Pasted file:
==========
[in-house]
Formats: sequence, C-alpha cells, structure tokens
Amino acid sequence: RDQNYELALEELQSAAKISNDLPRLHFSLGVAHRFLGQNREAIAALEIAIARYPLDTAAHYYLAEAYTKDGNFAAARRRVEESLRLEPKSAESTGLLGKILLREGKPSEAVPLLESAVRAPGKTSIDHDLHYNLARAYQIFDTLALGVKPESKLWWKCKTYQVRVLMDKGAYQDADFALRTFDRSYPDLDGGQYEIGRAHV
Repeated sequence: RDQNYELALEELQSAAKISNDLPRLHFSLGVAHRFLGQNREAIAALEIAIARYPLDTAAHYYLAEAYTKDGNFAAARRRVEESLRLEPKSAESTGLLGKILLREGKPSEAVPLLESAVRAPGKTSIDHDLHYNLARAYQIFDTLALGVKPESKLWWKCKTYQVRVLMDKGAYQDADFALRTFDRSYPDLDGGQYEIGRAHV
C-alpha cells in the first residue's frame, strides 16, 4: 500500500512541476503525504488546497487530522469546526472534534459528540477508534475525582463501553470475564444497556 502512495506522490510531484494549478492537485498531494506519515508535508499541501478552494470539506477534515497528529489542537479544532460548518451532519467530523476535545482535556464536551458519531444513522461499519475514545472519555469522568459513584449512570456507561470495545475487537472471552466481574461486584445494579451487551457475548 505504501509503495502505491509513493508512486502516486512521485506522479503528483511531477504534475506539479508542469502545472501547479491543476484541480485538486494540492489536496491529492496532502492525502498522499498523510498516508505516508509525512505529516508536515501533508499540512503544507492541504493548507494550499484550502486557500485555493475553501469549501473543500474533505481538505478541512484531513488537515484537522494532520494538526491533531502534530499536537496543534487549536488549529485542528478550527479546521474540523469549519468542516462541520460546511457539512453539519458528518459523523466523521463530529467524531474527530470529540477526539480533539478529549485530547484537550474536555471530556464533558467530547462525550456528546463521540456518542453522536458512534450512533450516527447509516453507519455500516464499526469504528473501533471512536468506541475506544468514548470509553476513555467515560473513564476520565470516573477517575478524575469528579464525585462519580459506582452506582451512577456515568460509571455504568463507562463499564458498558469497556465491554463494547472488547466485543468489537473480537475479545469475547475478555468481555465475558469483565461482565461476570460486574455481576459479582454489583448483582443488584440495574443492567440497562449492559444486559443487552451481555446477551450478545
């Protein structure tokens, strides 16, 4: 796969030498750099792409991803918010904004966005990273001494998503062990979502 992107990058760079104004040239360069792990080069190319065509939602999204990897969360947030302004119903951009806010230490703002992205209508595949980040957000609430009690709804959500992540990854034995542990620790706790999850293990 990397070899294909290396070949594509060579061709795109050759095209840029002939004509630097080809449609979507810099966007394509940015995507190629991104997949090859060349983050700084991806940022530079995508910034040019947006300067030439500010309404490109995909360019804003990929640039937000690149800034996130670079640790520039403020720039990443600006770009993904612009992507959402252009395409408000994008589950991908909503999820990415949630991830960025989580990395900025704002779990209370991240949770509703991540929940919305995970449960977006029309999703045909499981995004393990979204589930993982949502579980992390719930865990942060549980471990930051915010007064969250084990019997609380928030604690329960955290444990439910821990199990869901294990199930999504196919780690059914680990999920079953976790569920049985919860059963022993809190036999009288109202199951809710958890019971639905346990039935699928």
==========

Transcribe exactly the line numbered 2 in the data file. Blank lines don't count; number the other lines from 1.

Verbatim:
Formats: sequence, C-alpha cells, structure tokens